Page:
I felt something in our family change that day. Gone was not only my grandma but also the living link to our family’s past. I suddenly cared so much, felt so deeply the heavy weight of unanswered questions and untold stories.

I wanted to know why Busha’s mom had come to the United States from Poland. I wondered what it was like knowing that half of the family was trapped in a war-torn country; the other half doing their best just to scrape by in the new world. My heritage suddenly mattered like it never had before.

My freshman year at Stanford I lived in an African-American ethnic theme dorm where it seemed like everyone but me had such a tight grip on their ethnic identity. I remember feeling left out, caged into an ambiguous ethnic category of “White” where I felt I didn’t belong.

I wasn’t just White, I remember thinking defensively. I come from a strong family, from a land of proud people. Realizing that at one of the top academic institutions in the country random interests were mine for the studying, later that day I signed up for Polish language classes.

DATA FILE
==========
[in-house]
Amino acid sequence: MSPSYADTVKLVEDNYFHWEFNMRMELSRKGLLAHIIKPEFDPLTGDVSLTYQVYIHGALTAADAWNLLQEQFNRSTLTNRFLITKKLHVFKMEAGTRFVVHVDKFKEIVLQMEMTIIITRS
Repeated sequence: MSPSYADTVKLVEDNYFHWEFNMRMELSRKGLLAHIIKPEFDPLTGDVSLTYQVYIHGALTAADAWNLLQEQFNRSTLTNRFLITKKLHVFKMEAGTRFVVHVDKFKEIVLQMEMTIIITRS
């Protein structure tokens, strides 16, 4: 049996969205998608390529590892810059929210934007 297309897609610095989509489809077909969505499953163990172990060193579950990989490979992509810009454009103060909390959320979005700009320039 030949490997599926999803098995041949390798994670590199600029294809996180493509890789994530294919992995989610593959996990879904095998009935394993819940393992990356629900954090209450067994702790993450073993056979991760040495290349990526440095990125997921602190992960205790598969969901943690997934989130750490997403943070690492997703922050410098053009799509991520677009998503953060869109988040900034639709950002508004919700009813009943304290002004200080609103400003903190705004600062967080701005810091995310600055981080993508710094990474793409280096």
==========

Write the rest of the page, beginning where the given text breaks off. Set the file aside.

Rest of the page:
I’ll never forget that first day of Polish class. …

October 28th, 2011

Lately, I’ve been considering teaching my son Matthew about the saints. At the big-boy age of 5, he’s surely old enough to become captivated by their stories. But then I realized that when you talk about the lives of the saints, you also have to talk about their deaths.

Therein lies the problem.

Not every saint had a gruesome death, of course, but quite a few of them did. And for a kid whose imaginative diet consists of nothing more sinister than the dragon that Harold draws with his magic purple crayon, I can hardly fathom telling him about St. Agnes, whose head was cut off, or St. Lawrence, who was literally grilled alive. My child already has an innate fear of the dark; I don’t need to tell him stories that will encourage it.

October 26th, 2011

From my high school students this time of year I often get a lot of questions like this:

“Mr. H., why are we celebrating Halloween? I mean, isn’t it a pagan/demonic/commercial holiday anyway?”